So that's how I keep my friends organized and ready to go for Math.  At the beginning of the period, the Math Captain get the tubs and debs for their table, and at the end of the period is responsible for gathering all the materials and returning them to the cubby.  Every month we change captains.

How do you organize for math?  Do you use tubs?  If so, what's in your tub?

14 comments:

  1. That is such a great idea! I have all my manipulatives sorted out but not tools for each student.
    We use Investigations. What are some of the things you have to supplement?
    Ooooh off to the dollar store! Thanks for sharing!

    ❁Beth Ann❁
    Taming My Flock of Firsties

    ReplyDelete
  2. I love this! I plan to start math groups after break & these may come in handy! I've always used community materials but I've noticed this year that they are a bit difficult to store. The things I leave out regularly are a huge basket for deb's :), a basket for erasers, a large can for rulers, and a tub with a handle for misc. items. That takes up a lot of space & I'm liking this idea better. We use Think Math! and there are also a lot of materials to store. Ours are foam materials... I'd love to speak with the person who came up with that!

    ReplyDelete
  3. Hello,
    I just wanted to let you know that your blog is one of my favorites! That’s why I’ve awarded you the Liebster Award through my own blog.

    Thanks for your infectious inspiration!
    Heather
    http://begborrowandteach.blogspot.com/

    ReplyDelete
  4. We do EDM too and I also have math buckets! I got shower caddy types on sale at Walmart. I have the some of the same card (soap) cases as you, but some of mine cards are really squeezed in tight in a few of the types I bought. I have nothing to add because you already have it all! Oh, I have dice in my buckets too, in case they need them for a game.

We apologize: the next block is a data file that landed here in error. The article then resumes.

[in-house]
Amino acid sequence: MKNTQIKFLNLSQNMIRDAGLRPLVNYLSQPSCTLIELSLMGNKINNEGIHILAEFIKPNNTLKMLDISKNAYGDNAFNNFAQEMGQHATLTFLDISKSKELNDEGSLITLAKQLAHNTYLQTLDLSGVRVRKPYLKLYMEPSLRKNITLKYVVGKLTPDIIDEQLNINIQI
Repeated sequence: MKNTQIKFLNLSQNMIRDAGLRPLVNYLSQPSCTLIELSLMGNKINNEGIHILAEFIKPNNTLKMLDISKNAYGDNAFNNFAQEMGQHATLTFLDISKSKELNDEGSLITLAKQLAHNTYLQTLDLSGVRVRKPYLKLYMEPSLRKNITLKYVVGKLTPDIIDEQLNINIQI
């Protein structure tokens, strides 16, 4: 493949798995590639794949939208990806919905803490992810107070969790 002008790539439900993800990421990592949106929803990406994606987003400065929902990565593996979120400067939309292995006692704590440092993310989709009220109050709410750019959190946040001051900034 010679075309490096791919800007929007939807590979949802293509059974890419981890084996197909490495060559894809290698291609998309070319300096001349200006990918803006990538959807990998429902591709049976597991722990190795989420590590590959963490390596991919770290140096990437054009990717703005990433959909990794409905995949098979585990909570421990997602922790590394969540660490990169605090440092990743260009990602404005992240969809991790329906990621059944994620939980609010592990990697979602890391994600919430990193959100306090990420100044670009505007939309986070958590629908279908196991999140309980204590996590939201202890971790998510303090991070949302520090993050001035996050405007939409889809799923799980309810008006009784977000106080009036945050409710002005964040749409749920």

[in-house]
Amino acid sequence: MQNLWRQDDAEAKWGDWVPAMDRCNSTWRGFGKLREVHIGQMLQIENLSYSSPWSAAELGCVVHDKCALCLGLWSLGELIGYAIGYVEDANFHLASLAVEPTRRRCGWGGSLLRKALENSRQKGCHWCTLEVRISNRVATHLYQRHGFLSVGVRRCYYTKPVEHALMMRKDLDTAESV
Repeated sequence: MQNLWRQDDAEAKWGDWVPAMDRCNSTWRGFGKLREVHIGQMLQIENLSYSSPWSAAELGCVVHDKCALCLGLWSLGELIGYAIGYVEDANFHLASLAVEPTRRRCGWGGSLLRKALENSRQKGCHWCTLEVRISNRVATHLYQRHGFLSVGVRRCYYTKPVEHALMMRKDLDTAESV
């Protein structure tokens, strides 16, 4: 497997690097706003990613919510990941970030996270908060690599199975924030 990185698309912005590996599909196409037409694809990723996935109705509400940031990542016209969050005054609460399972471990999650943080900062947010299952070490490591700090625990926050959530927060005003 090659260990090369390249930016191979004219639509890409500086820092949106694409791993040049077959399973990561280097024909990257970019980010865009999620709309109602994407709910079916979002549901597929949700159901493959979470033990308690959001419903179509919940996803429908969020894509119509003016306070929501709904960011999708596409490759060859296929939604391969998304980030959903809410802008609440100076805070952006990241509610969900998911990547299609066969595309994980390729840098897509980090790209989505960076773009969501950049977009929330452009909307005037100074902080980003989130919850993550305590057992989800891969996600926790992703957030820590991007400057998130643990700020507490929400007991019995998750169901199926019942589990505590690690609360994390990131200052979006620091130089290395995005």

I love your blog so much!! I've been reading since you first re-started up!

    ReplyDelete
  5. He everyone! Thanks for commenting on the math tubs. I hope they work out for you. Heather, I have dice in my buckets too. I'm not sure where they went for this group. I didn't even realize they were missing until you commented on it. Thanks!

    ReplyDelete
  6. Dude! Soap containers = genius!!! Great idea!

    ReplyDelete
  7. im in sixth grade and i have a geometry template same one as those and it broke in half..do you happen to know where i can buy one??

    ReplyDelete
    Replies
    1. You may or may not like what I'm about to say depending on how badly you want one! Ours are part of the McGraw-Hill Everyday Math Program. Here is a link to their catalog, although it won't post as a link. You will need to cut and paste the address.

      http://www.mcgraw-hill.co.uk/kingscourt/downloads/int-schools/Everyday-Mathematics-UCSMP/Everyday%20Mathematics%20&%20UCSMP/2010_Everyday_Math_Catalog_R80002695.pdf

      On page 34 they sell them in packs of ten for $64.41. I think that's a lot when you only need one. I tried to Google it and see if there were any others out there, but anything else I saw was even more expensive. Have you thought about copying one to a transparency? You could cut out the shapes with an Exacto knife. It would be little flimsy, but work just as well. Just give that one to a friend who knows how to be careful with it. But now that I'm thinking about it, I don't know if that would be legal to do. Well, you can get ten for a little over sixty dollars! I guess it really just works out to $6.44 cents each. Maybe there are some other teachers in your building willing to go in on some. Good luck!

      Delete
  8. I was wondering, where do you get the blue template things?

    ReplyDelete
    Replies
    1. I'm sorry i didn't see the other 1

      Delete
  9. Please tell me!!!!!!!!!!!!!!!!!

    ReplyDelete
    Replies
    1. NEVER MIND!!!!!!!!!!!!

      Delete
  10. The templates that u have r actually on page 37.

    ReplyDelete
  11. Ok I just HAVE to have the cards you keep in the soap containers! Where did you get them?

    ReplyDelete